We and our European Union partners have taken every appropriate opportunity to raise our concerns about the unsatisfactory nature of the case, which I last raised with the Iranian ambassador when I met him on 19 October. While noting the reductions in sentence of between two and six years on appeal, we hope that the Iranian judiciary will now show clemency.
I am grateful to my hon. Friend for his reply and for his hard work on this issue. Does he recall that those people have been in prison since March last year on what most, if not all, independent observers recognise were trumped-up charges, and that the only reason for their imprisonment is that they are Jewish? Does he also recall the series of assurances we had from representatives of the Iranian authorities, who said that there would be a fair and open trail? In fact, there was little more than a show trial. Will he continue to press directly and through our allies for the sentences to be commuted and for the early release of those innocent people?
I acknowledge my hon. Friend's interest in this case. That is right and proper, because it has caused widespread distress among his constituents and throughout Britain. This case does Iran no credit. The sooner the judiciary is able to review the situation and move towards clemency, the better for everyone concerned. The persecution of Jews in Iran, of which this case is an example—although some Muslims were also prosecuted—is something that Iran must put behind it as it moves into the international family of nations.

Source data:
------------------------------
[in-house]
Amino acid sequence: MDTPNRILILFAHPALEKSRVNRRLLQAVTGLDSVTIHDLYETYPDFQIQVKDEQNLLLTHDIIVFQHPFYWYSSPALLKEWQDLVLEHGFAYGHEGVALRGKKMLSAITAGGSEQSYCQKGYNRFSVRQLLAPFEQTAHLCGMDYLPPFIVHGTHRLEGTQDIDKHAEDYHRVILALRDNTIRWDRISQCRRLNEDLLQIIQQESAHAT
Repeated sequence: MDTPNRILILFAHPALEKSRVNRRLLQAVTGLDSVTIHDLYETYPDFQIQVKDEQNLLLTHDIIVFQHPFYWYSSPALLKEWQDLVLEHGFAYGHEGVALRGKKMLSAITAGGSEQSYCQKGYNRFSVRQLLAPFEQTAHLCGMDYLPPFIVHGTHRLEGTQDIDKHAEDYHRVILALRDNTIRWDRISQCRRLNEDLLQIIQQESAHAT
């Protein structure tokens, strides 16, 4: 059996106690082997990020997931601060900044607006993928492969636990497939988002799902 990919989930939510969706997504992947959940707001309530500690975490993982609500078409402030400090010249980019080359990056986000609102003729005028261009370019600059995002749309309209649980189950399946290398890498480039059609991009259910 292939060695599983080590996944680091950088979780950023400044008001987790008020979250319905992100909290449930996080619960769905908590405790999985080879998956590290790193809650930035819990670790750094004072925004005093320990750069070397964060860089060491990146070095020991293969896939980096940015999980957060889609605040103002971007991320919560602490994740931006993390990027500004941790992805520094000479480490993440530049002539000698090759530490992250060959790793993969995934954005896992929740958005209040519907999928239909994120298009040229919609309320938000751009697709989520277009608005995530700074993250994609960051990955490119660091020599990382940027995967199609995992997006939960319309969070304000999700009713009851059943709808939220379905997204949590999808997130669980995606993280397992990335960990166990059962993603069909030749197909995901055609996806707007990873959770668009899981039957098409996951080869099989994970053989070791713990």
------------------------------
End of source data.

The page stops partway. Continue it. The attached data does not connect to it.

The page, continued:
What intelligence can the Minister offer the House about the treatment of those prisoners while they are incarcerated? Does he accept that in calling for justice and clemency, he is much strengthened by the knowledge that public opinion in Iran strongly favours reform of that country's political system?
I welcome the hon. Gentleman's point, because it highlights one of the central problems for progress on this matter. The Government have sought to engage constructively with the Government of President Khatami, who are reforming Iran with the mass support of the people. The Iranian Government are facing resistance not least among the judiciary, which is under the control of reactionary forces. These persecuted Jewish residents of Iran have found themselves stuck in the middle. That has prevented a satisfactory resolution to the problem, but we are still hopeful that the Iranian Government will understand international concern and act accordingly.
It is extremely helpful to have a clear statement from the Minister, and we welcome his constant support. Does he accept that only pressure will make it clear to the Iranian authorities that if they want to be accepted internationally, this is not the way to go, and that the sooner these people are either tried honestly and openly or released the better it will be for the Iranian people?
I hope that the Iranian ambassador, with whom I have discussed this case recently, listens to my hon. Friend's point. My right hon. Friend the Foreign Secretary has consistently raised the issue at the highest level, as I have. It is in Iran's interest, and certainly in the Iranian Government's interest, for clemency to be shown in this case, which is an appalling stain on Iran's recent record at a time when much progress is being made that we should support.